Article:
All That Heaven Allows (1955)

Review #1,398

Director:  Douglas Sirk
Cast:  Jane Wyman, Rock Hudson, Agnes Moorehead, Gloria Talbott, William Reynolds
Plot:  An upper-class widow falls in love with a much younger, down-to-earth nurseryman, much to the disapproval of her children and criticism of her country club peers.

Genre:  Drama / Romance
Awards:  -
Runtime:  89min
Rating:  Not rated (likely to be PG)
Distributor:  Universal Studios

“Cary, let's face it: you were ready for a love affair, but not for love.”

There’s a certain conflicted feeling of joyful melancholy emanating from the colourful seams of All That Heaven Allows.  On one hand, there’s a deep sense of elegy, caused by the worst of social toxicity.  On the other hand, there’s a blissful sense of infinite possibility, a feeling of rebirth. 

Douglas Sirk, whose film has since been re-evaluated by critics and historians alike to be one of the finest Hollywood melodramas ever made, also suffered the ignominy of being disregarded as a moviemaker who made ‘weepies’ for women.  Through critical appraisal by the Cahiers du Cinema group, in particular from the lens of auteur theory, as well as New German Cinema great R.W. Fassbinder’s relentless admiration of his works, only did Sirk achieve the rightful acclaim that he deserved.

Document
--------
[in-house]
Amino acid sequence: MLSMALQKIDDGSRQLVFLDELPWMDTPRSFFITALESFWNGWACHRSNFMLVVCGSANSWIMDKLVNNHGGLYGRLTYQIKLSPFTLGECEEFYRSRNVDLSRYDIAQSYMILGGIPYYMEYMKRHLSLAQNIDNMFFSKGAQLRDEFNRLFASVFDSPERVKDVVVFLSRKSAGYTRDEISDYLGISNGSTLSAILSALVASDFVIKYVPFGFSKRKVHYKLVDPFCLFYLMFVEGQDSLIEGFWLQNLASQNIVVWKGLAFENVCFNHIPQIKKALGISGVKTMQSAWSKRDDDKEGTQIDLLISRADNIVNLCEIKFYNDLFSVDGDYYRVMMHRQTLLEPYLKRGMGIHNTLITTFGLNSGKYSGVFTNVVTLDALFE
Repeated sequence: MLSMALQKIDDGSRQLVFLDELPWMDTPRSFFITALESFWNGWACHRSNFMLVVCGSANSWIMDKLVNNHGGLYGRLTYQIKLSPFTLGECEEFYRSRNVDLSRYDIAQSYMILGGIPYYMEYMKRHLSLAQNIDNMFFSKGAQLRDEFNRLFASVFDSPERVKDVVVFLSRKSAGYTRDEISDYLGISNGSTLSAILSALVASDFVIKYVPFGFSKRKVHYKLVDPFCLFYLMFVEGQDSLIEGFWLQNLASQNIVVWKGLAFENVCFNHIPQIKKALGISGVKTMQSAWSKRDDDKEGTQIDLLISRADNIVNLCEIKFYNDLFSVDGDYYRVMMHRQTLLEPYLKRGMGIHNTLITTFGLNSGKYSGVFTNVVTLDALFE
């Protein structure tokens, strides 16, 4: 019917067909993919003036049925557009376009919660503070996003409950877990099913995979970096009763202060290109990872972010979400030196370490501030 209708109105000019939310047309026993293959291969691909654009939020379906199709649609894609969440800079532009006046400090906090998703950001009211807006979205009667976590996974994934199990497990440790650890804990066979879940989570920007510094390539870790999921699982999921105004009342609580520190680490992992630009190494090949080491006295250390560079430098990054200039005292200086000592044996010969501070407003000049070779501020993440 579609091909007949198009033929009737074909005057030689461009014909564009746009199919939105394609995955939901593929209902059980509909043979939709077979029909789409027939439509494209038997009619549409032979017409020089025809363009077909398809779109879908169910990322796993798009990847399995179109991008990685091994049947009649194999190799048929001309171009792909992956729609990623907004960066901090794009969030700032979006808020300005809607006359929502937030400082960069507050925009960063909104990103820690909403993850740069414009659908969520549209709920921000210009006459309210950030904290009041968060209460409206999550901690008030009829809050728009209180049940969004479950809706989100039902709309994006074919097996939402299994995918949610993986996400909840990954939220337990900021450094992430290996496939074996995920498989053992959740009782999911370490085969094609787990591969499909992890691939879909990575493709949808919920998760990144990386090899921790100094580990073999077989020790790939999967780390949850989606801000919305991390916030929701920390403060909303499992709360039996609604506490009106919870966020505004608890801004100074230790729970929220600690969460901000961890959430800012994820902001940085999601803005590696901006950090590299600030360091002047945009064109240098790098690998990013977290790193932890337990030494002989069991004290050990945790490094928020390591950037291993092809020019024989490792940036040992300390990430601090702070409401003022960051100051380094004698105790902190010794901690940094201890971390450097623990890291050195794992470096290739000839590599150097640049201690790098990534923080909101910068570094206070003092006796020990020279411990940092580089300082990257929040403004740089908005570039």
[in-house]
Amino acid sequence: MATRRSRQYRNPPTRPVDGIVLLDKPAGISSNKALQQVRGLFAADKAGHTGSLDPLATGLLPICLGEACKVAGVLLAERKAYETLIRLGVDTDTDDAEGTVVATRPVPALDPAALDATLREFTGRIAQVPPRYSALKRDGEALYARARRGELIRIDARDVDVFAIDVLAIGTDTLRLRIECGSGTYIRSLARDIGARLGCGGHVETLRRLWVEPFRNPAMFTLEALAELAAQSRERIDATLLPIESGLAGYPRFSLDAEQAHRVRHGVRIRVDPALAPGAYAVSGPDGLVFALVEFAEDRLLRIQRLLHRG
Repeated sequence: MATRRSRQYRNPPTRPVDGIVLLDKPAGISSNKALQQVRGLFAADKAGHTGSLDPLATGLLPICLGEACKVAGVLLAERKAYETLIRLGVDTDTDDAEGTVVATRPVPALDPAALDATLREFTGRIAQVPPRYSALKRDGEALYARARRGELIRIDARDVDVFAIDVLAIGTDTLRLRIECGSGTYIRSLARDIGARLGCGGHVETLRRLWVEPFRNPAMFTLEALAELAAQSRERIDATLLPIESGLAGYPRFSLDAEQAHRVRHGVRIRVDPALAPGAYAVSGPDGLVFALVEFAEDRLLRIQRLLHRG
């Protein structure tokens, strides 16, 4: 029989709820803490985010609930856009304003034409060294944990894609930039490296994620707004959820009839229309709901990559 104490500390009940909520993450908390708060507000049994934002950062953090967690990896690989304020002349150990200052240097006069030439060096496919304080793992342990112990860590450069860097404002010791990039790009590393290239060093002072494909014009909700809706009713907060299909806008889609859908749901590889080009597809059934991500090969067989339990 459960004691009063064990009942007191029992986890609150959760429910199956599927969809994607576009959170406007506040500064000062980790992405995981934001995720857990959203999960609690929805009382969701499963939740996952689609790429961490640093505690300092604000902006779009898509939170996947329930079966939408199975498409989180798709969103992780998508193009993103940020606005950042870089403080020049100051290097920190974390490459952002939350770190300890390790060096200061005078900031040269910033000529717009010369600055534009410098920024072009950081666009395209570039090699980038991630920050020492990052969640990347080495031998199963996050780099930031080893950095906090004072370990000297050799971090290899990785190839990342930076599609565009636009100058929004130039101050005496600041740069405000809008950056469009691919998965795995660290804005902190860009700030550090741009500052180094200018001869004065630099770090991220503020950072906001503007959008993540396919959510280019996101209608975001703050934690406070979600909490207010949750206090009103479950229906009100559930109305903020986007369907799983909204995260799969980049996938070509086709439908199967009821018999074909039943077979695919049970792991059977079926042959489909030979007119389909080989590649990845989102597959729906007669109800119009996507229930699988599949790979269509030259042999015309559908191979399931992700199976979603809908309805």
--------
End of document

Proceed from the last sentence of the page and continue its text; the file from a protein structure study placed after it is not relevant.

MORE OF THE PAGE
The much beloved work, All That Heaven Allows, stars Jane Wyman and Rock Hudson, reunited again after Sirk’s Magnificent Obsession (1954).  She plays Cary Scott, an upper-class widow living comfortably with her college children, but never really fitted with her social circle of snobbish and gossipy elites. 

She meets Ron Kirby, a much younger man who prunes trees in the neighbourhood.  They fall in love, but Cary gets the inevitable barrage of animosity from her disapproving family and friends, giving her conflicted thoughts.  This is also loosely the subject of Fassbinder’s homage, Ali: Fear Eats the Soul (1974), and Todd Haynes’ more direct artistic tribute, Far from Heaven (2002). 

Sirk has imbued his picture with light and shadow, and an almost expressionistic colour palette that gives it an emotional tonal quality.  It is something that Hitchcock would find himself experimenting in Vertigo (1958), deepening his film’s sense of mystery and foreshadowing.  But Sirk’s film is warm and tender, accompanied by a lush orchestral score that tugs at the heartstrings.  Some might find the treatment plainly manipulative without any context to leverage on, but the film is ultimately a melodrama and must serve that purpose. 

Sirk, however, took it further despite being possibly restricted by the studio system.  He made a progressive film about a thinking woman.  He also made a film that challenged social norms.  In a single virtuoso scene involving Cary and a surprise gift from her children, Sirk literally makes us reflect on the lives that we are leading—are we really happy or are we a sorry sight? 

Verdict:  Sirk’s much beloved and highly-influential work is no doubt one of the finest Hollywood melodramas ever made.


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